My own point here though, is not that Goldberg and others like him are or are not qualified to opine about the war. Rather, as I tell my students, whenever reading and contemplating what someone else is arguing, it is necessary to do your own research on that writer, to try to learn for what reasons that writer may see things as they do. The fox, for example, may argue quite convincingly that he has the right qualifications to guard the hen house (sharp teeth, keen sense of smell, superior night vision, etc.). But unless you find out ahead of time that his favorite meal is chicken, I’d advise you not to be a chicken farmer!

Back to a more academic tone, this is the problem that faces all researchers: at what point does an author’s own bias become part of the research trail. Jane Tompkins has written brilliantly on this very conundrum, in her scholarly article titled “’Indians’: Textuality, Morality, and the Problems of History.” I assign this article the first week of class for all my ENG W233 students, as it brilliantly examines the conflicting accounts of the early contacts between the Native Americans and the first settlers through the eyes of those who recorded such contacts. Rather than trying to determine the veracity of those accounts, rather than hoping to sort out the conflicts, she instead studies the backgrounds and interests of those who recorded those accounts, coming up with a fascinating analysis of the prisms through which they saw those encounters. Understanding those prisms, the glasses so to speak through which these recorders viewed their world, leads to an understanding of the encounters themselves, she argues.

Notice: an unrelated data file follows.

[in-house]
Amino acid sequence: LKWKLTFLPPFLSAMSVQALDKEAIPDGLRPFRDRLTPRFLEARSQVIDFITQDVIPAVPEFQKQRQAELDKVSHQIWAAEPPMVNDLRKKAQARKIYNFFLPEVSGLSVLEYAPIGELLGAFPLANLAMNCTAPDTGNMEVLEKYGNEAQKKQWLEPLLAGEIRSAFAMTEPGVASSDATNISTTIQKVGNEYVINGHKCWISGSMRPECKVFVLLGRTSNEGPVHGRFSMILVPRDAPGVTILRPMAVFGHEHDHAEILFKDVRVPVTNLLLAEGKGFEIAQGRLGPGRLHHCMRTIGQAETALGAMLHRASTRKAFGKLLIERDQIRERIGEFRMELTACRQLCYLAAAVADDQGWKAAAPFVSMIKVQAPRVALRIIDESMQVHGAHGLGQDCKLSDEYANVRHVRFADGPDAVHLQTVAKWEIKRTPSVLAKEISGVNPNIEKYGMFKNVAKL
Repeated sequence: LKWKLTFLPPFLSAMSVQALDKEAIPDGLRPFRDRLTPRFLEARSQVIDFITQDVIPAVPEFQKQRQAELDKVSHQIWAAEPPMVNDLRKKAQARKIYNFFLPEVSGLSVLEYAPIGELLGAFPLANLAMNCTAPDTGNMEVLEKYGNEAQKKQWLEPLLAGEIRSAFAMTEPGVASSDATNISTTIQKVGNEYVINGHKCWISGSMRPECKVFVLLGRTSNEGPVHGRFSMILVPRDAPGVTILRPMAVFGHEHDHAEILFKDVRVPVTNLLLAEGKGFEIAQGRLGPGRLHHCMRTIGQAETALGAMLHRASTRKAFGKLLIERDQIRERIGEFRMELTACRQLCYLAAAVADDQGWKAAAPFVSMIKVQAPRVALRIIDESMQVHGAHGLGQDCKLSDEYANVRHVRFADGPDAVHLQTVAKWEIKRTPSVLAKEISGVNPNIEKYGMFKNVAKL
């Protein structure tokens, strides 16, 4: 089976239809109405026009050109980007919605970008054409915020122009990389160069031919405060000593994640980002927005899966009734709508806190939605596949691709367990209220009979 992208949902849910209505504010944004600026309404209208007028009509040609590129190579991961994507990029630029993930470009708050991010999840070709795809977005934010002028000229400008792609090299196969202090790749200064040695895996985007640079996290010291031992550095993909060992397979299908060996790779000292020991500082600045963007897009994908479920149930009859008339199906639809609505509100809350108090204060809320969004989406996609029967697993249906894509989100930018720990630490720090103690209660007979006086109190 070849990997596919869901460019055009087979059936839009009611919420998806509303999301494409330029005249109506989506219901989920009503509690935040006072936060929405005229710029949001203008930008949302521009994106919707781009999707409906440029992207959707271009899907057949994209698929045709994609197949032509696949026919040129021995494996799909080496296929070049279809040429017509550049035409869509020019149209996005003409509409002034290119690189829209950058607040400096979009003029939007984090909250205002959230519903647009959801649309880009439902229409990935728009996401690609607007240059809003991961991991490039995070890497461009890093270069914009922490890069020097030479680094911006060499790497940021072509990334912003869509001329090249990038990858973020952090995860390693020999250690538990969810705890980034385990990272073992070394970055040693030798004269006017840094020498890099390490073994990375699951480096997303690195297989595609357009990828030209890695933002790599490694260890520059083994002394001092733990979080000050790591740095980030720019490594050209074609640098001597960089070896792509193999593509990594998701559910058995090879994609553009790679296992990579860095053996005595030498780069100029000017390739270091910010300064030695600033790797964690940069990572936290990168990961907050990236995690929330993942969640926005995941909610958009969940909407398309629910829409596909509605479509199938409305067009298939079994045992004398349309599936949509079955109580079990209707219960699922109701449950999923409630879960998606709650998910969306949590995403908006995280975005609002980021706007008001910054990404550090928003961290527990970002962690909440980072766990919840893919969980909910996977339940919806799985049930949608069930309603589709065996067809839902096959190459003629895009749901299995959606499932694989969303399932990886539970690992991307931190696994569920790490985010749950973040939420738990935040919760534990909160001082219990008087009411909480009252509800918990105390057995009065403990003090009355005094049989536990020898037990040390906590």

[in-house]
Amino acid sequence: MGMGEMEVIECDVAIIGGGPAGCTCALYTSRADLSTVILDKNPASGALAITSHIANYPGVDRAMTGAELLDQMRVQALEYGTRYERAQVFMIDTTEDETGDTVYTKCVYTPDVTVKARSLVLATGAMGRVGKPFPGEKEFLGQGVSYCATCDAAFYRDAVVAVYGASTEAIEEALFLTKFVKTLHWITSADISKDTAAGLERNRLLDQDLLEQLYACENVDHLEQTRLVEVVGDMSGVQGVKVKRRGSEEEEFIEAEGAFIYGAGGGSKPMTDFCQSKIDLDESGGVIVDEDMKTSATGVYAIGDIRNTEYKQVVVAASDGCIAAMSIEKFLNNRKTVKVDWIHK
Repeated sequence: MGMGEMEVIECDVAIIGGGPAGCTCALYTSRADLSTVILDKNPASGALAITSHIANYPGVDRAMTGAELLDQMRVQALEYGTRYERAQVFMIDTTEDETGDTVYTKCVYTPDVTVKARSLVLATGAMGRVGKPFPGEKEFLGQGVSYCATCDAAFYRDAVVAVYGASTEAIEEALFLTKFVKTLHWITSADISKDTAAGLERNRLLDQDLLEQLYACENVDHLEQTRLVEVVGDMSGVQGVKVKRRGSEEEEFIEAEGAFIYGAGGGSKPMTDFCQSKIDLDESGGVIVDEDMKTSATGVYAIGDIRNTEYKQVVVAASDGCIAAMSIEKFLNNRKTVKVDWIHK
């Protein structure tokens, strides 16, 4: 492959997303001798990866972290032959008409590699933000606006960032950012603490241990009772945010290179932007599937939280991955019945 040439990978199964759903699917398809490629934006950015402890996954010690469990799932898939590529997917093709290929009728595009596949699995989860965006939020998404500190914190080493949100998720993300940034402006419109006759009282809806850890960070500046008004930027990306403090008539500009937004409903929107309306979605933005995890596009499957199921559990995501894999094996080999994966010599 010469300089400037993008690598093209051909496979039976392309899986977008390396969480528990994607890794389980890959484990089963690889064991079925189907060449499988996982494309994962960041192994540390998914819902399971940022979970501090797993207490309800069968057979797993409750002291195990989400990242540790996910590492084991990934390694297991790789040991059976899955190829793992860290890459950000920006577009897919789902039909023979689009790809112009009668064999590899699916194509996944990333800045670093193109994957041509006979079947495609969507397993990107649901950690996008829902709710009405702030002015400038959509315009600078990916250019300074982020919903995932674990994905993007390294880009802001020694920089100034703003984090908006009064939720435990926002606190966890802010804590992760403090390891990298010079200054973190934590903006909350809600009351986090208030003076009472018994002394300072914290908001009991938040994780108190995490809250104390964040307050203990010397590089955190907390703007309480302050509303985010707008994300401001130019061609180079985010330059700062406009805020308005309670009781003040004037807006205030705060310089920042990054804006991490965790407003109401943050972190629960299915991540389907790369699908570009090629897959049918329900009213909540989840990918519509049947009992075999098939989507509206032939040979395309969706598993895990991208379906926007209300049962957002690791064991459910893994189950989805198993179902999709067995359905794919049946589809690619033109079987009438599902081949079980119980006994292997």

It is Tompkins’ prisms which bring us back to the combat death of a 20 year old North Manchester man and to the title of this post, “Not all arguments are equal.” I’m hoping of course that there will be no arguments this week in North Manchester. This is a time of deep mourning, and acrimony and pomposity have no place. But when these arguments do erupt, as surely they will in time, it is not the rhetoric or even the facts that will determine the thrust of those proffered opinions, but rather the prisms through which these opinions are developed. To be honest, in this particular case, I think the only prism that matters is that of Scott Zubowski, and he’s dead. Everything else, for now at least, is hot air.